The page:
On the flip side, Tolles also provides students an opportunity to disconnect completely during Tech-free Tuesday twice a month in the library. Students play Jenga and Connect Four, and will soon be able to practice yoga. What started with 40 to 50 students grew to well over 80, says Haggerty.

An Associated Press-NORC Center for Public Affairs Research poll found that teens who voluntarily take breaks from social media appreciate  their time away, feel connected to people and relieved to be offline, even if just for a week. Those forced to unplug tend to feel anxious that they’re missing out and are eager to get back online, the study reports.

Day-to-day citizenship

Educators at Katy ISD in the Houston suburbs encourage students to use mobile devices in classrooms for lessons and assignments, and to communicate with teachers, says Jay Sonnenberg, the digital learning manager.

And the best digital citizenship lessons occur on the fly, during day-to-day classroom experiences, he says. For example, when a teacher passes out iPads and reminds students they can’t take someone’s photo without permission, that’s just as important as a formal lesson.

“What we’re really after at the elementary and junior high is that it’s done in the regular classroom,” he says. “We want the whole staff to be involved in teaching those important skills.”

At the elementary level this past year, the theme was RISE: Respect, Integrity, Safety and Etiquette. Each campus chose what specific activities to incorporate around that those topics, such as students taking a “digital citizenship pledge,” and learning to keep personal information private online.

In addition, as the district moves toward an integrated learning management system, teachers can post links, documents and assignments, and can communicate with students 24/7. The district prefers teachers use the LMS to communicate online with students because it’s a more controlled and safer environment than a social network, Sonnenberg says.

In Burlington Public Schools near Boston, instructional technology specialist Jennifer Scheffer created a new help desk with 12 high school honors students. What started as a way to provide tech support soon evolved into a forum for students to share information about developing positive online identities, says Scheffer.

Students from the help desk launched a Twitter chat, “Help Desk Live,” on educational topics, and invited guest moderators to respond. They also interviewed business, education and technology leaders, including a Google employee, to learn firsthand about life in the professional world, she says.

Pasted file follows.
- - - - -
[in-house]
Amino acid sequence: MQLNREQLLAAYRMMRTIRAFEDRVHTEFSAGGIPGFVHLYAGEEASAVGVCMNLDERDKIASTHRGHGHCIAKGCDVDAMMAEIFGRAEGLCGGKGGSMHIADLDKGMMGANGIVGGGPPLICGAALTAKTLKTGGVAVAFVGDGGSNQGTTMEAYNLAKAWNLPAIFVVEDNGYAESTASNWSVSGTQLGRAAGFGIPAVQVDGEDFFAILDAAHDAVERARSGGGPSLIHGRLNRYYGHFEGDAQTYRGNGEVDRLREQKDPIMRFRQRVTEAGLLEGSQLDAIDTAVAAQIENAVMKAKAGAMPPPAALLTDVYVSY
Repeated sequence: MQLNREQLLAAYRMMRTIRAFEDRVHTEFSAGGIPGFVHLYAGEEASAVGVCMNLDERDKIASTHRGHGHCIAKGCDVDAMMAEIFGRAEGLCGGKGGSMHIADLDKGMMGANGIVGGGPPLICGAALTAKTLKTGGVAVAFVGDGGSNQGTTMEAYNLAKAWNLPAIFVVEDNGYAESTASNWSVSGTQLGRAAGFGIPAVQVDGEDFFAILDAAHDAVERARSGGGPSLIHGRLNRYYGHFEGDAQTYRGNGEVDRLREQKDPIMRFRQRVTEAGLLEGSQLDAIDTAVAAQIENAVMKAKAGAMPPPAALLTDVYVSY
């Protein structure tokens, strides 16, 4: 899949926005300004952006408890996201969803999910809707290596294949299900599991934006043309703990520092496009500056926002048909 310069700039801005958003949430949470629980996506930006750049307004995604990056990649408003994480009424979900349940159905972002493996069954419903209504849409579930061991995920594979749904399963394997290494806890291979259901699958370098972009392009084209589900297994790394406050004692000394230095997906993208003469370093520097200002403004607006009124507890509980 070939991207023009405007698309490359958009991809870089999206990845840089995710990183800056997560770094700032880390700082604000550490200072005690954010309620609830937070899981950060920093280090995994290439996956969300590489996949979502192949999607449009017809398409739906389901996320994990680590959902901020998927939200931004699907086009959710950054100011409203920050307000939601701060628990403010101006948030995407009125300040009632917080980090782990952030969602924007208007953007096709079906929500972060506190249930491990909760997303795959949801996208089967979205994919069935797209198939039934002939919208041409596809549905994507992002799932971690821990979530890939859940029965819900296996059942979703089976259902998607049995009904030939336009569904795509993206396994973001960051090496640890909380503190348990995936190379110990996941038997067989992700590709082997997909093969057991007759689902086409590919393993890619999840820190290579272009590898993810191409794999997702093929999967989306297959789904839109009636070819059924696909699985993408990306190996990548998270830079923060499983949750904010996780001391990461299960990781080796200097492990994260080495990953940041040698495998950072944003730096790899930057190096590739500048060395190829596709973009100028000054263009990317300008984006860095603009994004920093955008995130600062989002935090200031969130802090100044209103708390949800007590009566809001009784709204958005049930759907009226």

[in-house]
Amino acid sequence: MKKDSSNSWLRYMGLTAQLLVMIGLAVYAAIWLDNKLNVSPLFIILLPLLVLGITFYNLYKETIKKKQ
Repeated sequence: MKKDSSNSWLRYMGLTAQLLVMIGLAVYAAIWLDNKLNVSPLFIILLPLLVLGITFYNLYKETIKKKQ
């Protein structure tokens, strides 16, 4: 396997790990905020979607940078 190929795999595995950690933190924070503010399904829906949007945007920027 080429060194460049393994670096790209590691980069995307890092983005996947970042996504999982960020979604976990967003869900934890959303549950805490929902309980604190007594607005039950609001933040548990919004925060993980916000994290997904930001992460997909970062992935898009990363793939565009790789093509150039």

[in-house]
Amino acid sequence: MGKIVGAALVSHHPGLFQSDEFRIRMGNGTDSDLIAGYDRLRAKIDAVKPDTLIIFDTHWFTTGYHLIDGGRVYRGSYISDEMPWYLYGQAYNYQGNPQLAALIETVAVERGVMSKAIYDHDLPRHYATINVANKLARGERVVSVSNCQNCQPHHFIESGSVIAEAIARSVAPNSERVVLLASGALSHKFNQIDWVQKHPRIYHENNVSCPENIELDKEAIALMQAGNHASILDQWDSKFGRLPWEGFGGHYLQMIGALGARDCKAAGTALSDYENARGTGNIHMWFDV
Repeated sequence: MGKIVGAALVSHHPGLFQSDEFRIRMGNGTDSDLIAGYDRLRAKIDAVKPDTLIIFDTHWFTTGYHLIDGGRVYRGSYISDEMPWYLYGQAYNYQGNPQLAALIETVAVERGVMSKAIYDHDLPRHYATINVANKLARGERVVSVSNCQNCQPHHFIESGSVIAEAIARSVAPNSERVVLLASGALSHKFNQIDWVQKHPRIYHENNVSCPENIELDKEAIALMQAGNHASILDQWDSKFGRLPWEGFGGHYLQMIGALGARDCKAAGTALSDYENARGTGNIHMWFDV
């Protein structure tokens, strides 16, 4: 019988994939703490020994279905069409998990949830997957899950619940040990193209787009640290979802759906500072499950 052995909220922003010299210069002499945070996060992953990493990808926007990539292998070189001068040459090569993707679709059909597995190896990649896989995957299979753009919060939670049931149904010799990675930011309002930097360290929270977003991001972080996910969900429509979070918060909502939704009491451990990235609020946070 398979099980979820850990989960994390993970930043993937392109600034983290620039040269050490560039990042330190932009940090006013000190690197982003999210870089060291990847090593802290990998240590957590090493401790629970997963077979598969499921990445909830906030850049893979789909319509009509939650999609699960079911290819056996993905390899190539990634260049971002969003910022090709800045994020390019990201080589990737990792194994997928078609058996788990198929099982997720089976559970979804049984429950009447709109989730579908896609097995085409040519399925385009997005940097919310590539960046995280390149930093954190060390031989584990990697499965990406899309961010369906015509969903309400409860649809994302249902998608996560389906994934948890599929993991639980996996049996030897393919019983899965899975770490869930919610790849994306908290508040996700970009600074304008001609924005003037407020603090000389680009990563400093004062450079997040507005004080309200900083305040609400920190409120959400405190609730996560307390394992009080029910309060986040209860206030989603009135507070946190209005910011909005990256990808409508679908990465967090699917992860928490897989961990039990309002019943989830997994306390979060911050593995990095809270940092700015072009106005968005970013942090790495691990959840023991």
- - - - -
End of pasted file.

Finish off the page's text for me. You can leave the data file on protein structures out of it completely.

The students also blogged about the benefits of using social media positively. “Once they started to see a positive impact of what they were publishing online, they began to understand they had the power to develop their own digital presence and could network with industry professionals in their fields of interest,” says Scheffer.

Social media smarts

Teachers can model positive behavior through Facebook, YouTube and Instagram accounts that promote student artwork, performances and videos, says social media expert Larissa Hageman of Educators Rising, a national network for college and high school students interested in education careers.

Building school pride shows students the positive impact of social media—as opposed to the harm caused by bullying and trolling. Also, as millennials become parents and get involved with their kids’ education, they will expect digital communication and social media engagement from their children’s schools.

This means administrators need to get comfortable communicating on those platforms to convey information about everything from academic performance to special events, adds Hageman.

Looking ahead, Scheffer already sees a shift in how even the youngest students understand the impact of public online behavior. “I think they’re developing self-awareness about what kind of image they want to project,” she says.

“There’s a lot of social and emotional learning about teamwork, leadership and empathy. If and when they do experience negative dialogue online, these kids will recognize that it’s not right, they won’t participate and they will have the confidence to report it.”


Emily Rogan is a freelance writer in New York.